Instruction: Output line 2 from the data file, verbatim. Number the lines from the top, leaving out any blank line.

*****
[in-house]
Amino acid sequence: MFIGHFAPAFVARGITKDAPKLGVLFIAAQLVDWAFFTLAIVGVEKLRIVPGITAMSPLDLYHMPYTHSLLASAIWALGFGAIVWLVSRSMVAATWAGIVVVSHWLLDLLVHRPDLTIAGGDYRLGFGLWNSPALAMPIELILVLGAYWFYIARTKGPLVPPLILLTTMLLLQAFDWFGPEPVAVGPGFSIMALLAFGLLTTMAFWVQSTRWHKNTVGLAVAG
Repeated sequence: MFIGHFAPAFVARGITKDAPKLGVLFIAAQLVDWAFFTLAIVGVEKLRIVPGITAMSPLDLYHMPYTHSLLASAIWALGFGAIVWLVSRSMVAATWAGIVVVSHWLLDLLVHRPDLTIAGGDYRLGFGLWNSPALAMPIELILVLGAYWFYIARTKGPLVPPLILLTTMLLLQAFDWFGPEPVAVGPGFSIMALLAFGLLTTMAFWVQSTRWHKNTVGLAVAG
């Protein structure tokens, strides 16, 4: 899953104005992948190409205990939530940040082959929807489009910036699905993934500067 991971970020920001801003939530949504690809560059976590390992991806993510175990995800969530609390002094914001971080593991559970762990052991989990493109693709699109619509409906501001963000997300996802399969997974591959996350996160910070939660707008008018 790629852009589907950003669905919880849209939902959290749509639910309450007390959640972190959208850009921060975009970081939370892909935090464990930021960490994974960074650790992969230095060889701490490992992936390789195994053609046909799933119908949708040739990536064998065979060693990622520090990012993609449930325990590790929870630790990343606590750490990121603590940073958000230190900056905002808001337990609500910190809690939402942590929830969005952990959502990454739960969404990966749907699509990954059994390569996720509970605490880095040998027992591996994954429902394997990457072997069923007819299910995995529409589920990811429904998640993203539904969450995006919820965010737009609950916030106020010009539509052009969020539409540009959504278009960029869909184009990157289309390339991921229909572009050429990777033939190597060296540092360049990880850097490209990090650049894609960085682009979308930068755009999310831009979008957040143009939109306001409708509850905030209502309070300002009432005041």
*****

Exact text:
Amino acid sequence: MFIGHFAPAFVARGITKDAPKLGVLFIAAQLVDWAFFTLAIVGVEKLRIVPGITAMSPLDLYHMPYTHSLLASAIWALGFGAIVWLVSRSMVAATWAGIVVVSHWLLDLLVHRPDLTIAGGDYRLGFGLWNSPALAMPIELILVLGAYWFYIARTKGPLVPPLILLTTMLLLQAFDWFGPEPVAVGPGFSIMALLAFGLLTTMAFWVQSTRWHKNTVGLAVAG